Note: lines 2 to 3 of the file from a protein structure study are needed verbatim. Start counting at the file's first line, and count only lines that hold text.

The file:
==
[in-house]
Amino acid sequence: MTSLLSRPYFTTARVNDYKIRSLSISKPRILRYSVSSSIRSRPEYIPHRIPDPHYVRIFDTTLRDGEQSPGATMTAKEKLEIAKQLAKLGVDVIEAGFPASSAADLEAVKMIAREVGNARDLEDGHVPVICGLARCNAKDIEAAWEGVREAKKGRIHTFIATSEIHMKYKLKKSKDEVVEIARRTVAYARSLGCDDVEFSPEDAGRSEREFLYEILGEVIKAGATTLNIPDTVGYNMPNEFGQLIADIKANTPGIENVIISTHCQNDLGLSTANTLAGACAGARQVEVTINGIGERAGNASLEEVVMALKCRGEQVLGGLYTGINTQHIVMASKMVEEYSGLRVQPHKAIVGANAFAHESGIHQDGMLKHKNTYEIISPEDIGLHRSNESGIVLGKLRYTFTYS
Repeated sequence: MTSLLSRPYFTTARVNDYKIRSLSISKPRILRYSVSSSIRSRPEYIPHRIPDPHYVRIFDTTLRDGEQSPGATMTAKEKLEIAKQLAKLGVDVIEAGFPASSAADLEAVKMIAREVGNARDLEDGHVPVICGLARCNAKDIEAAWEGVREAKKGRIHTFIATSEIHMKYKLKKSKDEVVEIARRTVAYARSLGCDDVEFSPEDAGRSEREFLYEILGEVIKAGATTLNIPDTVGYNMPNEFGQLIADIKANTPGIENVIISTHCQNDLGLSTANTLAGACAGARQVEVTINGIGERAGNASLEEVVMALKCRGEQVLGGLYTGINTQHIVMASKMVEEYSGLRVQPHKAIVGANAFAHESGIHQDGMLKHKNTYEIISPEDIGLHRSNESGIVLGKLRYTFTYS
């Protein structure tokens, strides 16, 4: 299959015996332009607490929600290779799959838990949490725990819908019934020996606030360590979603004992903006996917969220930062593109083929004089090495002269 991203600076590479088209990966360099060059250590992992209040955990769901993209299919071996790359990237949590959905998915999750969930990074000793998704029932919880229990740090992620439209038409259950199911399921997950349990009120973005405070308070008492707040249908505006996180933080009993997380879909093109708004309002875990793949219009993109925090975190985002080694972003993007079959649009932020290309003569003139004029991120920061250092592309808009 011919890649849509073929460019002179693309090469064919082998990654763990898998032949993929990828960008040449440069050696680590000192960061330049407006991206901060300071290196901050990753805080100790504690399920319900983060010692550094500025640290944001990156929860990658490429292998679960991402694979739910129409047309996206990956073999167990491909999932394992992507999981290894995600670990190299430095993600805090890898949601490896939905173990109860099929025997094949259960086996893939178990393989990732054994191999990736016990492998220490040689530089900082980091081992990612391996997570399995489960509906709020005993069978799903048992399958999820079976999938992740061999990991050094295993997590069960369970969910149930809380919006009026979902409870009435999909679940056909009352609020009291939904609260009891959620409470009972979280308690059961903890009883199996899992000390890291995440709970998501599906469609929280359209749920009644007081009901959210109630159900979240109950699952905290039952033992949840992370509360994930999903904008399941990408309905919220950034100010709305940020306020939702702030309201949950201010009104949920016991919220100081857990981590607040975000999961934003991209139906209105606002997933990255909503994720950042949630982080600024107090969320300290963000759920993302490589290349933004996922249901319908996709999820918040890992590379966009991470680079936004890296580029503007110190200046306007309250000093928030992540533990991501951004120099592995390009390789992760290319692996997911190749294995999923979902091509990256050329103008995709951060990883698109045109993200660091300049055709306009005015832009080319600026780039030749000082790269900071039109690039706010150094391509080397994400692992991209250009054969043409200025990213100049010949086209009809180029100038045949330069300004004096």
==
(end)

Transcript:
Amino acid sequence: MTSLLSRPYFTTARVNDYKIRSLSISKPRILRYSVSSSIRSRPEYIPHRIPDPHYVRIFDTTLRDGEQSPGATMTAKEKLEIAKQLAKLGVDVIEAGFPASSAADLEAVKMIAREVGNARDLEDGHVPVICGLARCNAKDIEAAWEGVREAKKGRIHTFIATSEIHMKYKLKKSKDEVVEIARRTVAYARSLGCDDVEFSPEDAGRSEREFLYEILGEVIKAGATTLNIPDTVGYNMPNEFGQLIADIKANTPGIENVIISTHCQNDLGLSTANTLAGACAGARQVEVTINGIGERAGNASLEEVVMALKCRGEQVLGGLYTGINTQHIVMASKMVEEYSGLRVQPHKAIVGANAFAHESGIHQDGMLKHKNTYEIISPEDIGLHRSNESGIVLGKLRYTFTYS
Repeated sequence: MTSLLSRPYFTTARVNDYKIRSLSISKPRILRYSVSSSIRSRPEYIPHRIPDPHYVRIFDTTLRDGEQSPGATMTAKEKLEIAKQLAKLGVDVIEAGFPASSAADLEAVKMIAREVGNARDLEDGHVPVICGLARCNAKDIEAAWEGVREAKKGRIHTFIATSEIHMKYKLKKSKDEVVEIARRTVAYARSLGCDDVEFSPEDAGRSEREFLYEILGEVIKAGATTLNIPDTVGYNMPNEFGQLIADIKANTPGIENVIISTHCQNDLGLSTANTLAGACAGARQVEVTINGIGERAGNASLEEVVMALKCRGEQVLGGLYTGINTQHIVMASKMVEEYSGLRVQPHKAIVGANAFAHESGIHQDGMLKHKNTYEIISPEDIGLHRSNESGIVLGKLRYTFTYS